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TV

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Defining the Television industry

The UK industry is dominated by the major broadcasters, plus a much larger number of less well-known broadcasters and production companies.

There are nine so-called terrestrial broadcasters, whose output is broadcast through land-based transmitters. They include the BBC, ITV, Channel 4, Five, S4C, SMG and UTV. These companies are also called Public Service Broadcasters, with a range of obligations set out in their licences, and in the case of the BBC in its Charter.

There are also around 300 cable and satellite broadcasters. This sub-sector is dominated by major international players, including BSkyB, Virgin Media, Discovery, Disney and Viacom, but there are also a number of  niche broadcasters catering to an amazingly wide variety of audiences and interests.

Catering to local interests are the growing number of community TV companies which share the analogue spectrum of 18 Restricted Service Licences.

By far the largest part of the industry is comprised of around 850 independent production companies (often referred to as the ‘indies'). They make many of the best-known programmes on television - programmes like the X Factor, Big Brother and Life on Mars. The biggest companies (the so-called super-indies) have turnovers of between £100-200m per year and employ thousands of people in the course of a year. But the typical independent production company is much smaller than this.

In 2008, GVA (Gross Value Added) for radio and TV combined totalled £3.2 billion which equates to 0.3% of UK GVA. This follows a growth of 11% since 2004 and represents an average year on year growth of 8% since 1997.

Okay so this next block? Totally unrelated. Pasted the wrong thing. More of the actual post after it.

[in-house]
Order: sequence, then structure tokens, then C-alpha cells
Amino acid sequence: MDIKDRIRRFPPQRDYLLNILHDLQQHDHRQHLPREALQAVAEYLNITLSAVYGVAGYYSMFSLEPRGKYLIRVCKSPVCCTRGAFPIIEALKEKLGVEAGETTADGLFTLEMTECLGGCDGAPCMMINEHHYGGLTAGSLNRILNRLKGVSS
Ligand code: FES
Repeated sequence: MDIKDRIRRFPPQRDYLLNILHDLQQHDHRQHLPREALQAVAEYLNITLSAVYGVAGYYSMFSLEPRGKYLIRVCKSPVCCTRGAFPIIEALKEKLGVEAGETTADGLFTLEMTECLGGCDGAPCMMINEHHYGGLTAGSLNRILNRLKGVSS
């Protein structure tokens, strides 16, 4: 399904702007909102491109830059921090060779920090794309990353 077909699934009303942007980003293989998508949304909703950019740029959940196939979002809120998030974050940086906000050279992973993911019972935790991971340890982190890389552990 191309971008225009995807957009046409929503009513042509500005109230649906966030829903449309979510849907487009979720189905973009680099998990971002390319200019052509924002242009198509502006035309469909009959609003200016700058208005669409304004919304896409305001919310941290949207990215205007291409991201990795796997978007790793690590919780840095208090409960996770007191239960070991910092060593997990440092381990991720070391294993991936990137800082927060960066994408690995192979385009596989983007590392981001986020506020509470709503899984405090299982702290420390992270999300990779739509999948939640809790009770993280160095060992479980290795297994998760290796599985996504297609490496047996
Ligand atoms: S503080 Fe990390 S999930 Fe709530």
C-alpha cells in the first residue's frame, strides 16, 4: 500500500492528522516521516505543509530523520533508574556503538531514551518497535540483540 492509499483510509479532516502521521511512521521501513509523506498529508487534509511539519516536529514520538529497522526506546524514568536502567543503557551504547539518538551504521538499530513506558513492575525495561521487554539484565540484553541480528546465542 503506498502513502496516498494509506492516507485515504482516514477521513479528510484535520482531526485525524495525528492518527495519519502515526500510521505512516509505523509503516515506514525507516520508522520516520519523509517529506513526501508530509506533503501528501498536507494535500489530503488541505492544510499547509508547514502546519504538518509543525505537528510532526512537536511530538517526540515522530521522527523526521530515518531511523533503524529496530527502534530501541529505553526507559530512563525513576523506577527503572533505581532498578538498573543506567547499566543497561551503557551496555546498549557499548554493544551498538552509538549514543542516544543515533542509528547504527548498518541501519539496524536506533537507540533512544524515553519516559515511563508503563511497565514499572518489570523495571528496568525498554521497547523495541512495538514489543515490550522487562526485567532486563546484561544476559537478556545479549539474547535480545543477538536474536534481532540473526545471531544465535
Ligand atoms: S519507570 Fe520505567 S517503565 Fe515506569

Television is going through a period of rapid and profound change, in the face of media convergence and globalisation. Among the drivers of change and challenge are:

  • Faster than predicted growth of broadband in the home in the UK and the massive success of mobile media;
  • Globalisation of the TV and video market;
  • Traditional TV business models challenged by audience fragmentation and move of advertising to the Internet;
  • Content is king': audiences seek programmes and content rather than channels and schedules;
  • Shape of TV sector in flux: with mergers and acquisitions bringing new big players into UK market; growth of super-indies and volatility of SME sector.

This combination of factors is transforming the skills needs of the 50,150 strong workforce and Creative Skillset's TV Skills Strategy and Action plan has been created to address these changes.

Labour Market Intelligence Digest
Creative Skillset's industry endorsed research programme provides authoritative Labour Market Intelligence (LMI) for the creative media industries throughout the UK. Download the LMI digest below:

Adobe Acrobat DocumentTV Labour Market Intelligence Digest (2011)
 
This LMI informs how we allocate our funding and underpins the development of skills solutions as well as our strategies and Sector Profiles. The latest data available are summarised and published in a series of Sector LMI Digests

For more information on our research work, please visit Creative Skillset's Research pages.

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